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ODDS & ENDS
The Mirror Lesson
Teachings of a Three Year Old... Turned Tyke.

by Hal Evan Caplan
March 30, 2009

The Mirror Lesson_Hal Evan Caplan-Teachings of a Three Year Old... Turned Tyke.My tyke is my teacher and I actually love learning from him. The best part is that the lessons can come out of nowhere. He has the unique ability to see things in a different and more positive light than I do, but then again, most kids do. As we get older and become adults, we often lose touch with that ability. One of my challenges is to not only learn the valuable lessons form my tyke, but to retain these lessons for future situations.

We all stress out sometimes. This can be linked to many things - work, home, finances, car trouble, travel and even the cat urinating on the carpet in the corner of the living room... The list can be endless. It's how we deal with the stress that matters. There is a usually positive way of dealing with stressful situations and of course there is a negative way. Okay, maybe it's not always negative, but it's likely less than optimal.

In an effort to not bore you with the reason why I was stressed in this lesson, and "no" it didn't have anything to do with the cat situation, at least this time. So I will just generalize and call it "my stress list". Now don't get me wrong, it's not like I walk around looking for things to stress about and then adding that item to a list. I really don't, so just work with me here.

Well, here I was, sitting on the couch watching a DVD movie with my teacher. I wasn't really into the movie for a couple of reasons. I didn't especially care for the movie, but mainly my mind was racing with many things swirling around inside my head.

Occasionally my teacher would ask me questions about things that were happening in the movie. My replies were guesses at best. Eventually, my teacher noticed me running my fingers through my hair as well as rubbing my forehead with my thumb and index finger.

"'There is a much better way to do that". He pointed out.
"What are talking about"? I asked.
"Making those funny faces". He replied.
"Making funny faces"? I questioned.
"Yeah". He mumbled.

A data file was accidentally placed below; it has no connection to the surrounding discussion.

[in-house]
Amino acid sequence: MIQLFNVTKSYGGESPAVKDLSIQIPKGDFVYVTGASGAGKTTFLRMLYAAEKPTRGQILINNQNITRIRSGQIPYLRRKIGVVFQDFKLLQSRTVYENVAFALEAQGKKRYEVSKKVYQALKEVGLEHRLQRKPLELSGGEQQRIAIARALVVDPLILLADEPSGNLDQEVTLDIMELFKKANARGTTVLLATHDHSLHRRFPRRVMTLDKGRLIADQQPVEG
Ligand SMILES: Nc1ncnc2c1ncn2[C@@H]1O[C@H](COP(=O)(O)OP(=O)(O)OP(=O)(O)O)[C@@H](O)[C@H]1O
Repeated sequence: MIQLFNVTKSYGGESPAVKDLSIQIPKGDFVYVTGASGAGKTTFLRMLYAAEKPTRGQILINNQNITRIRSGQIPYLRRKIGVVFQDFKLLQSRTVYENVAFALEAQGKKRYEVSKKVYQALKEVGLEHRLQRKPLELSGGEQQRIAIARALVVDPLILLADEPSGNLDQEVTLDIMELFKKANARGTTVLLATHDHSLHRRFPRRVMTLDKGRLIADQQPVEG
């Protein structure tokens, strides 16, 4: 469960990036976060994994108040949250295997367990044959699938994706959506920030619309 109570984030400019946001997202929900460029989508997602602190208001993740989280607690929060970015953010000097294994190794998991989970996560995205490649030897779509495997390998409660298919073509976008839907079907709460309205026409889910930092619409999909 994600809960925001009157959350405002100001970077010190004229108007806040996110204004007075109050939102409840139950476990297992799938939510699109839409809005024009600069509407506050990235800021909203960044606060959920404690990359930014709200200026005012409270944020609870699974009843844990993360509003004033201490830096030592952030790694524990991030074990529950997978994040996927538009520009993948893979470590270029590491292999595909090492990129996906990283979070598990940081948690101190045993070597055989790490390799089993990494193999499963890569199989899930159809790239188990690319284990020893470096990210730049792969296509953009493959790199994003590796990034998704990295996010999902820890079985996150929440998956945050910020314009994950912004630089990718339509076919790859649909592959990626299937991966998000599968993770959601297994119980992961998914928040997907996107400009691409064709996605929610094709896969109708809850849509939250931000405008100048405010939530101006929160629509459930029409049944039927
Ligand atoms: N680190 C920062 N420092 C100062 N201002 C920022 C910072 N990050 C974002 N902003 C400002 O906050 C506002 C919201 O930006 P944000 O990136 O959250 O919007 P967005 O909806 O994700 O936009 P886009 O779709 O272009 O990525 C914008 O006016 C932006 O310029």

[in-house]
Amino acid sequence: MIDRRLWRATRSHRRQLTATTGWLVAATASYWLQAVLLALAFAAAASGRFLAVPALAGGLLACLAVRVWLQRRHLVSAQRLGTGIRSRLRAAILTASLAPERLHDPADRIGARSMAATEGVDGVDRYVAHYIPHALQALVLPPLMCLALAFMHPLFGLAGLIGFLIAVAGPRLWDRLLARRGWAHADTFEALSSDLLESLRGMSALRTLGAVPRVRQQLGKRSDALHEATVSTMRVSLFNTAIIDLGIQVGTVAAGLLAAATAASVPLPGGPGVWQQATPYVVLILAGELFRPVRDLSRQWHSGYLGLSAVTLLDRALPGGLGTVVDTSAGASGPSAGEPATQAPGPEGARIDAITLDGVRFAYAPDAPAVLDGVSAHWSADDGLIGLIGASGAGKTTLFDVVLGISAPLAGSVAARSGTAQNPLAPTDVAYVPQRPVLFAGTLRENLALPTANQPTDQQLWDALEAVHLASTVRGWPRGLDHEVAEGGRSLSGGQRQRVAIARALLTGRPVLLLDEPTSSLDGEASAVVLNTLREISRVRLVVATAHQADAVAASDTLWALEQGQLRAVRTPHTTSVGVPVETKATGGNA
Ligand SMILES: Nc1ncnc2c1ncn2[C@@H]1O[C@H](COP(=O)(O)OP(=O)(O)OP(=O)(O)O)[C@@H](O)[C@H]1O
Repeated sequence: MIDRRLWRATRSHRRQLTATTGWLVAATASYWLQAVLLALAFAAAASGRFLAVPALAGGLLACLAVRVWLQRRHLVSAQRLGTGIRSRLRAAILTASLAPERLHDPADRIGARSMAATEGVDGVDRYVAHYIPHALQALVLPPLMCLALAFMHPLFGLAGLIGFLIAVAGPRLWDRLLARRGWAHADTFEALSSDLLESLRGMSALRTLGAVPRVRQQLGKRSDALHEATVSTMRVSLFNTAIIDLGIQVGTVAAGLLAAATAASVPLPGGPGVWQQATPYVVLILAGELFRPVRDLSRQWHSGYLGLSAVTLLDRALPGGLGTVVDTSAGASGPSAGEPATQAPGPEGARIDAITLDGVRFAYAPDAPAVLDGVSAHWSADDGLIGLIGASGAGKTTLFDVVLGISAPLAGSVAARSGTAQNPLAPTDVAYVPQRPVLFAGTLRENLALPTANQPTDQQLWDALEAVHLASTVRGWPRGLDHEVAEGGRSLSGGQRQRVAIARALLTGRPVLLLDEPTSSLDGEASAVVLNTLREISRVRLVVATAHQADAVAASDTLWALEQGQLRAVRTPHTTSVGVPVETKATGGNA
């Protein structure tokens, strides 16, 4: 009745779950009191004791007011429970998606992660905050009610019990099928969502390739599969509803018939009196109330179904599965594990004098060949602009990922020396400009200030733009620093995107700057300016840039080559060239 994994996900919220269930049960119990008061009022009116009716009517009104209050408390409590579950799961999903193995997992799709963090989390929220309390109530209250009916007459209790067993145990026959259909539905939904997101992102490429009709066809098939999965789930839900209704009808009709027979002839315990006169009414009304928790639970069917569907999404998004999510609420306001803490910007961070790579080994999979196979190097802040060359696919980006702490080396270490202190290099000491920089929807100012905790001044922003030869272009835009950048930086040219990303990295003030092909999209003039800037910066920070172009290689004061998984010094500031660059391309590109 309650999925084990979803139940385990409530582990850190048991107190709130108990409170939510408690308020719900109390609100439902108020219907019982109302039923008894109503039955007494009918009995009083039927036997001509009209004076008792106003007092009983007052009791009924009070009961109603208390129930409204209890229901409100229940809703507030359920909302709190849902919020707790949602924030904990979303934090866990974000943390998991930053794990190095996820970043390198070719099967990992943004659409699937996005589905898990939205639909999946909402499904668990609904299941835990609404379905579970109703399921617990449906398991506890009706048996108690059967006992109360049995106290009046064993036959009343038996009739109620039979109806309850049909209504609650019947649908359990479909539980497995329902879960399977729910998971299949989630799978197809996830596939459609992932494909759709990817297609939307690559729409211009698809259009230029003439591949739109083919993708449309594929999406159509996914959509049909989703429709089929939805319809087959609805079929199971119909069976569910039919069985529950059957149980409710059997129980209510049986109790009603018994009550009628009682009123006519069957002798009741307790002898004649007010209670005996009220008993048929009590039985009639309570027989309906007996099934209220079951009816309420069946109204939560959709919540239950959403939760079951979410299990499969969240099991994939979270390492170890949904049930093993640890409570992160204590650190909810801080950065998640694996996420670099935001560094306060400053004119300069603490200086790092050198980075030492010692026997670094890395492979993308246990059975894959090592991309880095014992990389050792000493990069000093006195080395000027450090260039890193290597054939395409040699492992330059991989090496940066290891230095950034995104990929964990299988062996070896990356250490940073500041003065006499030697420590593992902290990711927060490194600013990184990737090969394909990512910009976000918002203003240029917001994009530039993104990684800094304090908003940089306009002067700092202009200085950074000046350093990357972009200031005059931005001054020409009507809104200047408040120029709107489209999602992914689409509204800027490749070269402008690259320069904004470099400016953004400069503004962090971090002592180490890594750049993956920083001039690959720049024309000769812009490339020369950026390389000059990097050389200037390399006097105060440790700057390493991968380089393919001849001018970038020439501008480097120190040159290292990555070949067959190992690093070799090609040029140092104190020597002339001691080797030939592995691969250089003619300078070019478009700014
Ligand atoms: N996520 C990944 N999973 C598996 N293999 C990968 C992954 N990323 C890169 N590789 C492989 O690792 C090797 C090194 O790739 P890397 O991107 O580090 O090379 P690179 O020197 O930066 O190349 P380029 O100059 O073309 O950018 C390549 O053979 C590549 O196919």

"I can say that I have no idea what you are talking about". I expressed.
"Putting your hands on your face and making faces." He replied.

At that point, it occurred to me that I had been running my hands through my face and hair, and wondered what "funny faces" he had seen.

"Oh, is that what you think I'm doing"? I responded.
"It sure looks like it." He observed.
"I'm not making faces. I'm just a little stressed out here." I revealed.
"Well, then move over there." He pointed to the love seat on the other side of the living room.

Of course this comment from my teacher allowed me to forget about my stressful thoughts for a moment and gave me a good chuckle. It's always interesting for me to see my teacher's perspective on things and life and what-not. I'm not sure if he knows what stress actually means, but he sure knows how to snap me out of thinking about it.

After a few minutes, he turned his back to me and with his back still toward me, he asked me to try doing something by looking in the mirror.

"I'm sorry, I'm not sure what you mean." I admitted.

He then turned back, now facing me, and had his fingers arranged on his face with his nose pushed in and his eyes pulled open wider than normal.

"Dad, try doing it like this and then look in the mirror." He repeated.
"No thanks." I said.
"Come on, it's funny, really it is". He insisted.
"I really don't want to do that... Seriously, now." I expressed.

My teacher is not someone who takes "NO" for an answer, especially when it comes to having fun. Finally, he grabbed one of my hands, then the other and pulled and heaved me off the couch and to my knees.

"Alright, I'll do it." I agreed, hoping this would be quick.

I walked over to the mirror, still on my knees, to where my teacher was. He had already been making several and random funny faces using his hands. Upon my arrival, he instructed me on the numerous options I had in the "art" of face making.

Reluctantly, I made my initial silly face in the mirror, sitting next to my teacher. He pointed at me in the mirror and began to laugh hysterically. Of course this didn't help the fact that in my mind I was supposed to be sitting on the couch, stressing.

My teacher's laughter is very contagious and of course I couldn't help but to begin to laugh along side my teacher. The two of continued to make silly faces in the mirror and laughing at our silly faces for a good thirty minutes.

In a nutshell, the lesson that I learned that day is: No matter how serious you need to be in your life, remember to take a few minutes to act silly every now and then – it's a great stress relief.

About the Author:
Originally from Colorado; now residing in Alabama. Hal is married and has a son. Hal loves the outdoors, especially snowboarding and plays ice hockey on a weekly basis...and of course, always learns from his son.


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